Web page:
It just means that you add 300ml of replenisher for every qty 30 8x10 prints (or equivalent), and then at the end of the printing session, top off the storage container (as needed, it should say).
It does introduce some variability, but keeps the developer from getting oxidized. If you use less than 30 8x10 sheets in a printing session, just top it up at the end. I'm not sure it's hugely critical. It has worked really well for me whether I make one print or ten prints. Activity is really stable.
If you print very rarely, why not just mix LPD gallon kits with boiled distilled water and keep the stock solution? Store it in 500ml amber glass jars that are completely full, and just use one up each time you print. If you must, after you dilute it 1:1, store the working solution between printing sessions too for even greater economy. But to me it's penny wise and nickel stupid, because the expensive part is the paper...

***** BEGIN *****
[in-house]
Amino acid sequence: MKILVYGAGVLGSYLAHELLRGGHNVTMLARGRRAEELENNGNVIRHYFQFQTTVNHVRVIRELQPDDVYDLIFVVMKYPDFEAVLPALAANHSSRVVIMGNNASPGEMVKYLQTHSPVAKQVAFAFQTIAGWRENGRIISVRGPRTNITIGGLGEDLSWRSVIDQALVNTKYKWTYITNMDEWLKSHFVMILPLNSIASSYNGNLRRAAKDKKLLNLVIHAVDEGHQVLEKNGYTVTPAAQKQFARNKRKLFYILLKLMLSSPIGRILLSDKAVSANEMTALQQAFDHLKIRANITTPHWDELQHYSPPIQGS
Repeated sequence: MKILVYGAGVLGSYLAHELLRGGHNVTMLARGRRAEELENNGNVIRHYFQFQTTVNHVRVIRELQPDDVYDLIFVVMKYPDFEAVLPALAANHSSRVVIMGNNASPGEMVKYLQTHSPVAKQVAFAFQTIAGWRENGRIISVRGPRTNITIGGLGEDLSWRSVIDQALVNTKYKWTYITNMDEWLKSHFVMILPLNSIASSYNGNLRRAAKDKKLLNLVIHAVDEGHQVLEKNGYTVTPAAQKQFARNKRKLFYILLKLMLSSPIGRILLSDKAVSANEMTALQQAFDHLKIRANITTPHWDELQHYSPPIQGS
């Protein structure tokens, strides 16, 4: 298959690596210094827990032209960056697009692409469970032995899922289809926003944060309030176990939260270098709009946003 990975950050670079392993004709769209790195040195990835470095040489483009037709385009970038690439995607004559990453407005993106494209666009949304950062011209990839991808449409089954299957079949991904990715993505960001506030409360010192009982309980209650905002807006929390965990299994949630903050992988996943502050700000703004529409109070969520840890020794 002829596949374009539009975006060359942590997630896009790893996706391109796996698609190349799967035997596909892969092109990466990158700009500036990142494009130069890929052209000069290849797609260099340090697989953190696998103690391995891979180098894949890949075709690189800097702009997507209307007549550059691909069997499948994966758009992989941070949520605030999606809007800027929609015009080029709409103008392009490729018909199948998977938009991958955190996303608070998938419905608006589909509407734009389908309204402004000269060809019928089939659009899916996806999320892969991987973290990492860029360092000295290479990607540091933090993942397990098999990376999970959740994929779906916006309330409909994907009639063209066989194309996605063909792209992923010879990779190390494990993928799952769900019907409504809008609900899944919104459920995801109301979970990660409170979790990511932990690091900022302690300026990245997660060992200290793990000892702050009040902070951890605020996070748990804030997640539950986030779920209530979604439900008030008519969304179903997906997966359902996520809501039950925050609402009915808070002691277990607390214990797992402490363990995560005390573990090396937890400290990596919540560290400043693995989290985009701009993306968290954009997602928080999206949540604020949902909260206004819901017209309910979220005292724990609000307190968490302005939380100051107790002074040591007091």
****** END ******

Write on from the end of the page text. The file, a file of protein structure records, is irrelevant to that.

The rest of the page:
The rationale for me is that I love the replenished developer. It seems that the left over bromides help the prints look nicer and more according to my tastes. It's a bit softer than straight 1:2 developer, the highlights are a little softer, and the shadows seem to carry a bit more detail. I can't quite put my finger on it, but it's what I'm used to since a few years now, and am happy to just continue with it, since my negs are tuned to my whole process now.